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Datin Fazar Arif speaks during the webinar session hosted by Wisdom Foundation.

25 March 2021

By Ilona Andrew

KOTA KINABALU: Sabahan activist Datin Fazar Arif believes that the emergence of the issue pertaining to the use of “Allah” by non-Muslims all goes back to one’s lack of knowledge and confidence in the Islam religion.

She said, Muslims in the Malaysian peninsular would not claim the exclusivity of the Arabic word for “God” if only they educated themselves enough and had more faith in the religion.

The situation is indeed saddening, she said, because the nation chose to fight over who is more Islamic instead of competing against each other on the development of science and technology.

With a heavy heave of sigh, she asked: “If you are convinced about what you know and who Allah is, why are you so afraid?”

Fazar discussed the subject of the continuing nationwide controversy over the use of the word “Allah” by non-Muslims during a webinar session with fellow panellists Uztaz Wan Ji Wan Hussin (Founder of Pusat Pengajian Maqasid Quran), Dr Faizal Musa (Fellow Associate of Global Sh’ia Diaspora at Weatherhead Centre, Harvard University), and Haji Amde Sidik (Chairman of Progressive Institute of Public Policy).

The policy talk titling “Kalimah Allah: The Borneo Muslim Perspective, Bahasa Malaysia and Universal was moderated by Wisdom Foundation’s chief operating officer Zila Fawzi, recently.

Fazar who is also the founder of Pergerakan Orang Wanita – Empowerment and Revolution (POWER) opined that the Islam religion last time was different than how it is today because people used to have confidence in what they believed in.

She told a story of her experience which shows that the Muslims during these days simply care more about the form than having enough knowledge and self-esteem about the religion.

“I used to send my three-year-old daughter to an Islamic nursery when I lived in Taman Tun Dr Ismail (in Semenanjung). One day when I picked her up, the owner of the nursery told me that my daughter acted like a Christian for using the phrase ‘oh my God’.

“I was shocked by her statement. It was because we used English to speak at home, that was why she knew the phrase. She was just a three-year-old, what does she know about religion?” she lamented.

Compared to last time, she indicated that she had no issue mingling with the Christian community, and she recalled a friend’s aunt who told her that all religions teach one to be good. “That was all I needed to know,” she said.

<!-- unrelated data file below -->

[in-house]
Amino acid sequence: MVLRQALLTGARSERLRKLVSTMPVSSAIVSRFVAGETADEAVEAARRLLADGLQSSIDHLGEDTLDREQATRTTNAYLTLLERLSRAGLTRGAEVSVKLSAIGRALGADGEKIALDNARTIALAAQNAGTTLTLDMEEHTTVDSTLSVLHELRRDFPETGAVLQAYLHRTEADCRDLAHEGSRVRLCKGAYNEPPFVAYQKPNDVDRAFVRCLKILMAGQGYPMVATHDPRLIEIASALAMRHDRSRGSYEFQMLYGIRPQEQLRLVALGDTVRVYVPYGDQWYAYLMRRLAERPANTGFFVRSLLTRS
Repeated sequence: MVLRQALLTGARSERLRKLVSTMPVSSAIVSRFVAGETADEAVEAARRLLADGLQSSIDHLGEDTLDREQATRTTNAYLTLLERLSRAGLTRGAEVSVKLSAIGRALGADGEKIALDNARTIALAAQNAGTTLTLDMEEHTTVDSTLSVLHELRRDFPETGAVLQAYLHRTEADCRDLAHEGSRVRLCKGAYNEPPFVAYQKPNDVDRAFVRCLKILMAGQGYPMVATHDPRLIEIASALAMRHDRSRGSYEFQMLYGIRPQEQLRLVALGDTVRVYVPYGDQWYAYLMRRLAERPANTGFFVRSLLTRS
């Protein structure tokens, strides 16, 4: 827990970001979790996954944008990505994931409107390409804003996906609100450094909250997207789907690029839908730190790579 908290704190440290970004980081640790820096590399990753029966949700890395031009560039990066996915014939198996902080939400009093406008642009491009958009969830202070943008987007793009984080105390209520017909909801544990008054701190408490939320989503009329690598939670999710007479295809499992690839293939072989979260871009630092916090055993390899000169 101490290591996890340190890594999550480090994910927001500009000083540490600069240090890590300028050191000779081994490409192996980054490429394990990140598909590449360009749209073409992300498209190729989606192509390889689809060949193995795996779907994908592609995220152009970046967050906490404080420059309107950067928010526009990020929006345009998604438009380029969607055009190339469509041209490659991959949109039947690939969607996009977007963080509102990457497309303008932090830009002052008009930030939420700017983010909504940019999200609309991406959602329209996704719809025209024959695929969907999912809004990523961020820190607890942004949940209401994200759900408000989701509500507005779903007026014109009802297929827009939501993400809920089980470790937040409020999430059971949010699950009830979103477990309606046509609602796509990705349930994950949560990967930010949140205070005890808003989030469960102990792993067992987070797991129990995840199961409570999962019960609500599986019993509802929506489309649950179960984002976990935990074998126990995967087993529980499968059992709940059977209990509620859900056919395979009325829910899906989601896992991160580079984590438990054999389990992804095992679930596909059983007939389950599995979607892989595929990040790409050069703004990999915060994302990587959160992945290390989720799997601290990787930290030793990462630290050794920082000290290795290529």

“Allah is great, all-knowing and all-loving, so we must have the confidence (in our faith). Don’t be like a frog under a coconut shell, where there are just too many prohibitions as if Malaysia is the only one in the world when in fact, it is just a tiny part of the universe. There are so much that we do not know, so many things to learn.”

Fazar also mentioned that Sabahans and Sarawakians residing in Semenanjung should not be afraid of praying to Allah just because they feel they need to respect the religious sensitivity of the Semenanjung people.

“Let’s reverse this situation: What would Sabahans feel? In the Malaysia Agreement (MA63), it was stated that freedom of religion applies in Sabah, but what happened now? Who is at fault?

“And if the word ‘Allah’ should only be exclusive to Muslims, then why did Allah allow other religions to exist?

“The Islam religion is professed by most of the population in the world, but there has never been an issue for the use of ‘Allah’ by non-Muslims anywhere else in the world,” she asserted.

She also expressed disappointment as the nation chose to bring up this issue instead of the many other issues that should be addressed in the first place.

“There are so many things that we are so way behind in Malaysia, yet we chose to fight over this issue. Allah created us and does not need defending because He is greater than everything else in the world. No matter if we are in Sabah or Semenanjung, Allah is always with us.”


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